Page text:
Introduction to the Gas Laws CPS Chemistry
What is a Gas? • A state of matter where there is indefinite volume (will fill its container) and indefinite density (can be compressed) • Gasses are fluids, because like liquids they have the ability to flow • Gasses are made up of randomly moving molecules, but are mostly empty space
Temperature • Temperature is the measure of how hot or cold an object is relative to something else • Temperature in a gas relates to the kinetic energy of the molecules, the hotter the temperature, the faster they move • Temperature in gas law problems is always measured Kelvin, convert all temps to K • Standard temperature is 273K
Pressure • Pressure is force/area, N/m2 or a Pascal • Pressure is directly proportional to applied force • Pressure is indirectly proportional to area • Pressure in gasses is the result of the number of collisions that the molecules make with the container, so the greater the temperature, the greater the pressure
Pressure cont. • Units of pressure are: torr mm of Hg (millimeters of mercury) atm (atmospheres) • Standard Pressure is: 760 torr 760 mm of Hg 1 atmosphere
Volume • Volume is the amount of space that gasses take up, gasses will fully fill any container that they are in • Two units of volume are Cubic centimeters: cc or cm3 Millileters: mL 1 cc = 1 cm3 = 1 mL
Boyles Law • Pressure and volume are inversely proportional, if you increase one, you decrease the other citation
The equation P1V1 = P2V2 This works when the temperature is kept constant. Before you start working with ANY gas law problem, make sure that you have all the same units!
Example 1 • You have 2.0L of hydrogen gas at 3.0 atmospheres, you increase the pressure to 12.0 atm, what is your new volume?
Example 2 • You have 30cm3 of chlorine gas at 1000 torr you change the volume to 90cm3 what is your new pressure? (solve for torr, mm of Hg and atm)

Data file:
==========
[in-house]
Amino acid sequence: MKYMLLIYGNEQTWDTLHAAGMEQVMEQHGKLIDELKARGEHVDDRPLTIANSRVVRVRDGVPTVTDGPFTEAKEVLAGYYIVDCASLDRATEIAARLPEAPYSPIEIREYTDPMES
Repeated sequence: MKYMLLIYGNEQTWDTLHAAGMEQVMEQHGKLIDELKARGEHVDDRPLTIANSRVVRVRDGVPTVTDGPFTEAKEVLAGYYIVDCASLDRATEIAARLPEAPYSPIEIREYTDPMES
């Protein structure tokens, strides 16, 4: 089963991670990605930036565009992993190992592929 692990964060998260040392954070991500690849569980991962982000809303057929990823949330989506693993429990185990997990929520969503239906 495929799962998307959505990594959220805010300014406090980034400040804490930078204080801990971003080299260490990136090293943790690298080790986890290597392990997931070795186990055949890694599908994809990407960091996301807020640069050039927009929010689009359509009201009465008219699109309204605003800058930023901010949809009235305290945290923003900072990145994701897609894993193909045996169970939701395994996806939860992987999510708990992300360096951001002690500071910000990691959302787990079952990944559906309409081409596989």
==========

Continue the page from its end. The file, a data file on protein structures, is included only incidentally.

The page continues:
Charles Law • When pressure is kept constant the relationship between Temperature and volume is citation
V1 V2 = T1 T2 The Formula • The formula is
Example 1 • If pressure is held constant, and a 2.0L of Neon gas is heated from 0°C to 100°C, what is the new volume?
Example 2 • If pressure is held constant, and a 850cc of Argon gas is cooled from 50°C to 10°C, what is the new volume?
Gay-Lussac’s Law • “The pressure of a fixed mass of gas at a constant volume varies directly with the temperature (K).” • If you have a certain amount of gas in a fixed sized container, the pressure will change if the temperature changes.
The formula P1= P2 T1 T2
Example 1 A cylinder of compressed gas has a pressure of 4.882 atm on one day. The next day the same cylinder of gas has a pressure of 4.690 atm and its temperature is 8°C. What was the temperature on the previous day in C?
Example 2 The safety limit for a certain can of aerosol stay is 95°C. If the pressure of the gas in the can is 2.96 atm when it is 17°C, what will the pressure be at the safety limit?
Combined Gas Law • When you have all three variables involved (Pressure, Temperature, and Volume) you use the combined gas law P1V1 P2V2 = T1 T2
Example 1 • A 50 mL sample of fluorine gas at 15°C that rises in temperature to 80°C, if the original pressure is 2 atm and increases to 8 atm, what is the new volume?
Example 2 • A 500 cc sample of boron gas at 85°C that cools to 0°C, if the original pressure is 768 torr and increases to 850 torr what is the new volume?
Partial Pressures • The total pressure in a combination of gasses is the sum of all the pressures of each individual gas. Ptot=P1+P2+P3… *all gas pressures must be in the same unit
Example 1 • The total pressure for air in a scuba tank is 1200 torr, if the oxygen has a pressure of 500 torr, the Nitrogen is 350 torr, what is the pressure of the argon gas component?
Ideal Gas Law • All the prior gas laws involve a combination of pressure, temperature, or volume. The ideal gas law also takes into account the number of molecules of gas involved. PV=nRT
Ideal gas law cont. P= pressure = atmospheres V = volume = Liters T = temperature = Kelvin n = number of moles = mol R = gas constant = .0821 L * atm mol * K
Example 1 • A rigid cylinder with a volume of 10.0 liters is filled with neon gas at a pressure of 250. atm at 30°C, how many moles are in the gas?
Example 2 • A 12.0 liter flask at 45°C has 5.00 moles of helium gas, what is the pressure?